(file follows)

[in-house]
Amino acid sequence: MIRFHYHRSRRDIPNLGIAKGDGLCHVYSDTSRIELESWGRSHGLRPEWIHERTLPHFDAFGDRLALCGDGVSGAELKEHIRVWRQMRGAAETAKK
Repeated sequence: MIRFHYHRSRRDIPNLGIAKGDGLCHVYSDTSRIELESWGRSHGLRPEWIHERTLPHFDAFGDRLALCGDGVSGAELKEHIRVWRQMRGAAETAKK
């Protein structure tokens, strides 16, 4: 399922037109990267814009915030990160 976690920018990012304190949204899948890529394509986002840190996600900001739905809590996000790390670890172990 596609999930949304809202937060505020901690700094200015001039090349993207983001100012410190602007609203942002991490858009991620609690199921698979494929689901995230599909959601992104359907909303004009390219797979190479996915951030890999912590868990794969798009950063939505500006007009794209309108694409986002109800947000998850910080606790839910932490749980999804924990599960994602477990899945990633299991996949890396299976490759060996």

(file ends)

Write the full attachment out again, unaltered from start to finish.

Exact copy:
[in-house]
Amino acid sequence: MIRFHYHRSRRDIPNLGIAKGDGLCHVYSDTSRIELESWGRSHGLRPEWIHERTLPHFDAFGDRLALCGDGVSGAELKEHIRVWRQMRGAAETAKK
Repeated sequence: MIRFHYHRSRRDIPNLGIAKGDGLCHVYSDTSRIELESWGRSHGLRPEWIHERTLPHFDAFGDRLALCGDGVSGAELKEHIRVWRQMRGAAETAKK
């Protein structure tokens, strides 16, 4: 399922037109990267814009915030990160 976690920018990012304190949204899948890529394509986002840190996600900001739905809590996000790390670890172990 596609999930949304809202937060505020901690700094200015001039090349993207983001100012410190602007609203942002991490858009991620609690199921698979494929689901995230599909959601992104359907909303004009390219797979190479996915951030890999912590868990794969798009950063939505500006007009794209309108694409986002109800947000998850910080606790839910932490749980999804924990599960994602477990899945990633299991996949890396299976490759060996």